Papillons may be tiny, but they have a strong reputation as healthy dogs. This French breed, which has been around since the 1300s, has relatively few hereditary health concerns. While they aren't plagued by many serious genetic health issues, papillons do occasionally suffer from aggravating eye problems.
Progressive Retinal Atrophy
Progressive retinal atrophy or PRA is a lifelong, irreversible degradation of the eyes. It can emerge early in your puppy’s life but often takes a few years before causing enough damage to produce noticeable symptoms. Still, some dogs with this disorder lose most of their vision in a matter of weeks or months Papillon are among more than a dozen species that are prone to generalized PRA, which causes progressive degeneration of the rod-and-cone structure on the eye's surface, according to Papillon 911 Rescue and Adoption. This form of PRA can affect dogs as young as 1 year old.
Other Eye Problems
Some papillons don't produce enough tears to keep their eyes moist, a condition called dry eye. If your dog winks frequently or if his eyes become inflamed and excrete discharge, then his body may just not be making enough lubrication for his eyeballs. Papillon puppies are also prone to hypoglycemia, which can make their eyes look glassy, according to the Papillon Club of America.
General Eye Problems
Progressive retinal atrophy is the only recognized hereditary eye disease of the papillon breed, but that doesn't mean they are immune to other problems. They can also suffer from the same general eye problems that other breeds do, including bacterial infections and physical deformities. Glaucoma, a deformity of the eyeball caused by internal pressure, and cataracts can obscure your dog's vision if left untreated. Senile cataracts were actually the most commonly reported eye problem among papillon owners in a five-year survey conducted by the Papillon Club of America. These problems can lead to partial or full blindness.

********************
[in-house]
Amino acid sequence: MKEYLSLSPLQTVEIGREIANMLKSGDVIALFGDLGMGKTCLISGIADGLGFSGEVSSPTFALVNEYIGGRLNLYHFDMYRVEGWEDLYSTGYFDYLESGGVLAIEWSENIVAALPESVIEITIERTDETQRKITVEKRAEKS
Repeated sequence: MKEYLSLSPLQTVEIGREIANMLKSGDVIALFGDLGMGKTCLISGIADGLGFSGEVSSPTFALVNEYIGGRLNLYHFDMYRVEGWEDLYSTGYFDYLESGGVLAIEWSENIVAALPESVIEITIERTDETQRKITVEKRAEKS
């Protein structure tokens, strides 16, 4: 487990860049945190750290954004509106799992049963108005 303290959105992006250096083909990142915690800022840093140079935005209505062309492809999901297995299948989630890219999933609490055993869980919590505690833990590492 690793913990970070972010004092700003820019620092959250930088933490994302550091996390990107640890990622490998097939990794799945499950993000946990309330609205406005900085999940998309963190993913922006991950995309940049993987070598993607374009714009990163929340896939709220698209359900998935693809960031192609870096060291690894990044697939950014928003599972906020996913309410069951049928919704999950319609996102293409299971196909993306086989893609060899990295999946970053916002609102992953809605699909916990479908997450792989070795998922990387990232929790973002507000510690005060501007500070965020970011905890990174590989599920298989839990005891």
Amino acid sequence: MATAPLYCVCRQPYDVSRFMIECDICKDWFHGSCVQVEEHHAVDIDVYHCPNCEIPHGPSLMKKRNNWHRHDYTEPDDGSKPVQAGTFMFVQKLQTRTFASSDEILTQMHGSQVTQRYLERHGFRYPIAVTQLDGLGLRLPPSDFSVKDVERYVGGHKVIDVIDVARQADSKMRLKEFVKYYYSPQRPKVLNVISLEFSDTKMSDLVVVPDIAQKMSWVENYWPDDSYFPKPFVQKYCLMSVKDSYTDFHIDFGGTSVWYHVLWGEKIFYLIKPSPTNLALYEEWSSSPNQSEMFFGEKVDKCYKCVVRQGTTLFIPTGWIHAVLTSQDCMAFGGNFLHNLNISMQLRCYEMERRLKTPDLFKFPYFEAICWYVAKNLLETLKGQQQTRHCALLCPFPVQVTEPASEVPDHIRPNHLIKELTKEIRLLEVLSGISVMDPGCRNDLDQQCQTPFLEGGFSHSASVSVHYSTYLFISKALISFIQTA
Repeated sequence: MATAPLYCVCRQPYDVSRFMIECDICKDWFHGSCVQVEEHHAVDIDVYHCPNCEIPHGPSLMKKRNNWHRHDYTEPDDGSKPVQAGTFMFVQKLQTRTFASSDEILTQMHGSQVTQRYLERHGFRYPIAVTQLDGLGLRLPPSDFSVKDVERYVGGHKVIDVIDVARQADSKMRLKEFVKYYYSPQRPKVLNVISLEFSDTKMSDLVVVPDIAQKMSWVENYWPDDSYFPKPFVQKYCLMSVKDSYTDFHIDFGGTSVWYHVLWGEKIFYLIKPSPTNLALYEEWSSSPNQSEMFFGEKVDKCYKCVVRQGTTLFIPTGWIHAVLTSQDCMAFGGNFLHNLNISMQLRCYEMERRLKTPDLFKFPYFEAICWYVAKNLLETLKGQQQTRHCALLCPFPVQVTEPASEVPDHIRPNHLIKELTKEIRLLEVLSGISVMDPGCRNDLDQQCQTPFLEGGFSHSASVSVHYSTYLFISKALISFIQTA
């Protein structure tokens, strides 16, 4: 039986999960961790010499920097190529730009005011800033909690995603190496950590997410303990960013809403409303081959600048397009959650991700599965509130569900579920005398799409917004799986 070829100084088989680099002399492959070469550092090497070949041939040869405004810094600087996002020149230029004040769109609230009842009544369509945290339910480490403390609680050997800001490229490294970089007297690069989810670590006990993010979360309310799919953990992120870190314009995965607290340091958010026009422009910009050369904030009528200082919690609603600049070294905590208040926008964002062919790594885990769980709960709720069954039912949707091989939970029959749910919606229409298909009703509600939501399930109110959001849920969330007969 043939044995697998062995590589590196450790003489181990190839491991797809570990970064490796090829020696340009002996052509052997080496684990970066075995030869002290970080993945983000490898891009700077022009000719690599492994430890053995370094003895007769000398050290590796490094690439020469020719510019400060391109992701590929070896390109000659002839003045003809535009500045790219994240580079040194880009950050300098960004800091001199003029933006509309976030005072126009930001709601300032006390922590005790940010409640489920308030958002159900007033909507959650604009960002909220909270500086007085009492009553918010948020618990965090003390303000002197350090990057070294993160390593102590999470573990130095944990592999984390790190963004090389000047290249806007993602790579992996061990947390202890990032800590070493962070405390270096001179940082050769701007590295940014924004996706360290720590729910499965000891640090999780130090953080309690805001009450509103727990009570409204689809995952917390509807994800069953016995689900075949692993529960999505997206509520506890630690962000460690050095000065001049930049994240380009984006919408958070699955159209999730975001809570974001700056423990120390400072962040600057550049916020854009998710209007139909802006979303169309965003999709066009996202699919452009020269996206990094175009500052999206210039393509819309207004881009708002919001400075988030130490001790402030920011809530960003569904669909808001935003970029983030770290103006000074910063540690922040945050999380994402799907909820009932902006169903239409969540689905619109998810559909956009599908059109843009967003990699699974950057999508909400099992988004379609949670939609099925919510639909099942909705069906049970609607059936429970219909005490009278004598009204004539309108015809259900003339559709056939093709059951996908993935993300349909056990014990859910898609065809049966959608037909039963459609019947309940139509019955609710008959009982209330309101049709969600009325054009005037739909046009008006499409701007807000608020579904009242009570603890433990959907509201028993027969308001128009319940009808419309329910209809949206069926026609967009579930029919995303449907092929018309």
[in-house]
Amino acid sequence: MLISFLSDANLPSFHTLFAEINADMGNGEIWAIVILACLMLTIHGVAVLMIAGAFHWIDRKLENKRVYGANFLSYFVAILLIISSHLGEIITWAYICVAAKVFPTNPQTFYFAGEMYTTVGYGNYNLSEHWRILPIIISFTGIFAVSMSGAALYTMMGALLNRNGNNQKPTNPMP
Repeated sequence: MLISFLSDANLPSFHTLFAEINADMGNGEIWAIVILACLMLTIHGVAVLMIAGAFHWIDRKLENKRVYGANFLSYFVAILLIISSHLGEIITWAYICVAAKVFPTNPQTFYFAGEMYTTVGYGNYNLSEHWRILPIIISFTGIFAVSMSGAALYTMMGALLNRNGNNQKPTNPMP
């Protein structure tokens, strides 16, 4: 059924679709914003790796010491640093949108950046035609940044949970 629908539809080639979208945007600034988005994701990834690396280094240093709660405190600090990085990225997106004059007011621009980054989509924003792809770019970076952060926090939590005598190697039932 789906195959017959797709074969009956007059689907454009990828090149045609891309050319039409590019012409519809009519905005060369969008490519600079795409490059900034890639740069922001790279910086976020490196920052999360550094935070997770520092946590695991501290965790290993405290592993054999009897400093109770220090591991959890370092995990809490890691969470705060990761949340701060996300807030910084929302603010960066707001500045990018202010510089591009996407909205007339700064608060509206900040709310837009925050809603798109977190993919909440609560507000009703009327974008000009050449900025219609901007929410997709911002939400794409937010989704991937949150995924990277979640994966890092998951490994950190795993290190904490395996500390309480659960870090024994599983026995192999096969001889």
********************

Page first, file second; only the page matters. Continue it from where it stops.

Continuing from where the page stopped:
Most eye problems, with the exception of PRA, can be cured with the assistance of a veterinarian. Get your puppy to the vet as soon as possible if his eyes look red or if there is noticeable discharge, inflammation or a filmy substance on his eyes. In most cases, your vet will prescribe oral medication or an eye-drop solution to combat infections. Minor surgery may be required to mend malfunctioning tear ducts, address internal problems or fix an abrasion or other physical injury.
Always check with your veterinarian before changing your pet’s diet, medication, or physical activity routines. This information is not a substitute for a vet’s opinion.
Quentin Coleman has written for various publications, including All Pet News and Safe to Work Australia. He spent more tan 10 years nursing kittens, treating sick animals and domesticating semi-feral cats for a local animal shelter. He graduated from the University of Delaware with a bachelor's degree in journalism.